Meanwhile, we can do our best to make sure a heart attack never happens. Exercise and a healthy diet are essential. And yes, your Valentine’s chocolate can be good for your heart—just without a lot of sugar, so eat it in moderation. And the other flavanoid-rich (and famous) heart health booster is red wine. But have that in moderation, too—one daily 5-ounce glass and not more. If you are 65 or older, a baby aspirin every other day can also be a healthy choice, but for younger women, its risks outweigh the benefits.
If you are currently being treated for breast cancer or if you are a breast cancer survivor, the hot flashes can be miserable, but conventional estrogen-based hormone therapy is not an option. That doesn’t mean you have to keep living in hot flash hell. Women who have been treated for breast cancer and are suffering from menopausal symptoms have more options than previously. These include lifestyle approaches as well as effective nonhormonal medications. Want to learn what can help and what’s safe and effective? Then tune in to this new video where Dr. Marla Shapiro and I discuss the options for you. As you move forward, it makes sense to seek help from a knowledgeable clinician, and you can look for one of those here. The NAMS Certified Menopause Practitioners listed have passed a competency exam in menopause practice and keep up with menopause professional education.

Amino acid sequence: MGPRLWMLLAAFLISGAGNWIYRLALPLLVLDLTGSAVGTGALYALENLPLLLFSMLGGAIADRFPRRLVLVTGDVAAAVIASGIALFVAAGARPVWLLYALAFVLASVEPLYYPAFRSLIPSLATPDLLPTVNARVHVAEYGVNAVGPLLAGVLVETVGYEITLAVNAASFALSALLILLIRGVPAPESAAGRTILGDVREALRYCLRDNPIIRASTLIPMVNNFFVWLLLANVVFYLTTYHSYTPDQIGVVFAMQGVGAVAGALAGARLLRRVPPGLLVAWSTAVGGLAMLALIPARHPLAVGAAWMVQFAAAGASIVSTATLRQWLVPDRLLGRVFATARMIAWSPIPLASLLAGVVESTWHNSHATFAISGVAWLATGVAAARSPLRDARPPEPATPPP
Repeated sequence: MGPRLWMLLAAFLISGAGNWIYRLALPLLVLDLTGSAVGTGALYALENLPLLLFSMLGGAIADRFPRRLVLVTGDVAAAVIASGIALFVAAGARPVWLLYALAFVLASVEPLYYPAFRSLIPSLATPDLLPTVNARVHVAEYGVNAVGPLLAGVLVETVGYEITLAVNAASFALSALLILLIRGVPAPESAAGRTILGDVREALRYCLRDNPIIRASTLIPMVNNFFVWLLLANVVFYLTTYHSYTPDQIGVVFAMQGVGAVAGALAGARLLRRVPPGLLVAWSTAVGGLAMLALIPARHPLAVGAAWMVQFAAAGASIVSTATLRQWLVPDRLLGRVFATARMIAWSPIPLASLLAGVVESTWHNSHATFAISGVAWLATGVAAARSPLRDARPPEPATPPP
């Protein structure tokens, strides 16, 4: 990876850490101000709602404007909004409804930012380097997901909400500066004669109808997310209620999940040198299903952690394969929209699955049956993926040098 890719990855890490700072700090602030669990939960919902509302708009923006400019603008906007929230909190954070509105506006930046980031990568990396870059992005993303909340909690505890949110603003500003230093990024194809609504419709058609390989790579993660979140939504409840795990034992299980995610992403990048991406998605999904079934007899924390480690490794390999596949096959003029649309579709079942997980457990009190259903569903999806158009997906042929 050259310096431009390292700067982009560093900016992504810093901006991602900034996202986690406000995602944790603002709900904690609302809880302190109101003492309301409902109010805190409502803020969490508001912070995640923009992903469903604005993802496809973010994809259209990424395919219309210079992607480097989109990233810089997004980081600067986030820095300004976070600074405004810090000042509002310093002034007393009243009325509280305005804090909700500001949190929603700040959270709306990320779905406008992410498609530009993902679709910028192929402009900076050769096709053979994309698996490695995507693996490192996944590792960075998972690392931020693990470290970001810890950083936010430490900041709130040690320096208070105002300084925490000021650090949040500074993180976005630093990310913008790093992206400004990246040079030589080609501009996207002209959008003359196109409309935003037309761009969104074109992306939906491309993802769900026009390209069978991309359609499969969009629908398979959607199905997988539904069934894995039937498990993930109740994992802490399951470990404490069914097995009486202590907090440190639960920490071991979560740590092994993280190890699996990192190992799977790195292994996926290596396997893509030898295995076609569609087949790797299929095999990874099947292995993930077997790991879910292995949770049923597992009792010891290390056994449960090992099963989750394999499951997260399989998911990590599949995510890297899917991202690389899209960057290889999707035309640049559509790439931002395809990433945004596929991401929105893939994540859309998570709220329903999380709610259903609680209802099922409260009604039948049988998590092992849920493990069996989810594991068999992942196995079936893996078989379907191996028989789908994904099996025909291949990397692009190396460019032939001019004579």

A new year is upon us. It is a great time to think about where you are and where you want to be. What are your personal health resolutions for 2016? Here are a few options to consider:
Research shows that just a few of the benefits of robust and positive social relationships for women are longer life, better health, and better sleep.
Taking on that challenge can improve your brain health even more than regular socializing. Older adults who learned new skills when they took up new hobbies got significant boost in memory—even more than those who socialized regularly.